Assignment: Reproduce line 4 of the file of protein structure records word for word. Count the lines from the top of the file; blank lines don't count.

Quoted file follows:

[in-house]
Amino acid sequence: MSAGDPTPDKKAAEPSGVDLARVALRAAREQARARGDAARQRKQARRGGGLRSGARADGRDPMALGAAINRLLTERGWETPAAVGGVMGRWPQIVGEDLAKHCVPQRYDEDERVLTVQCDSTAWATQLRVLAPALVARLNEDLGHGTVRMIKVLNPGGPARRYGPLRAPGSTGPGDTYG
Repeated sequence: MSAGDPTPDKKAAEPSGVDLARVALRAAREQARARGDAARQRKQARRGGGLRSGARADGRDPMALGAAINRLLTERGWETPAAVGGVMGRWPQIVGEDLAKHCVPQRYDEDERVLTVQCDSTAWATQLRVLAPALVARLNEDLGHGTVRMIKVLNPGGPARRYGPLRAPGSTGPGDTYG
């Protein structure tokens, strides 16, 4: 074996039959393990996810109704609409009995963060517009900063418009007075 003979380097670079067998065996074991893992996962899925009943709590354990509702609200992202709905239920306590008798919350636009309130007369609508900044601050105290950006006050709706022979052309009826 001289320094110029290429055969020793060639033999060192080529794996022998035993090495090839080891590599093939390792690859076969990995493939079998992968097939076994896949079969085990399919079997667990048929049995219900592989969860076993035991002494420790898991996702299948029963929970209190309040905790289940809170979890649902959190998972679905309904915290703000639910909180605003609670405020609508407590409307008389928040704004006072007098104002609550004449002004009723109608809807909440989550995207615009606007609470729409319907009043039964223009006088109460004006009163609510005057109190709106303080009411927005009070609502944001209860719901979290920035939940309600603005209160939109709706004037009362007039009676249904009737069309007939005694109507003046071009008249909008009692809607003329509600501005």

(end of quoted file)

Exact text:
């Protein structure tokens, strides 16, 4: 074996039959393990996810109704609409009995963060517009900063418009007075 003979380097670079067998065996074991893992996962899925009943709590354990509702609200992202709905239920306590008798919350636009309130007369609508900044601050105290950006006050709706022979052309009826 001289320094110029290429055969020793060639033999060192080529794996022998035993090495090839080891590599093939390792690859076969990995493939079998992968097939076994896949079969085990399919079997667990048929049995219900592989969860076993035991002494420790898991996702299948029963929970209190309040905790289940809170979890649902959190998972679905309904915290703000639910909180605003609670405020609508407590409307008389928040704004006072007098104002609550004449002004009723109608809807909440989550995207615009606007609470729409319907009043039964223009006088109460004006009163609510005057109190709106303080009411927005009070609502944001209860719901979290920035939940309600603005209160939109709706004037009362007039009676249904009737069309007939005694109507003046071009008249909008009692809607003329509600501005």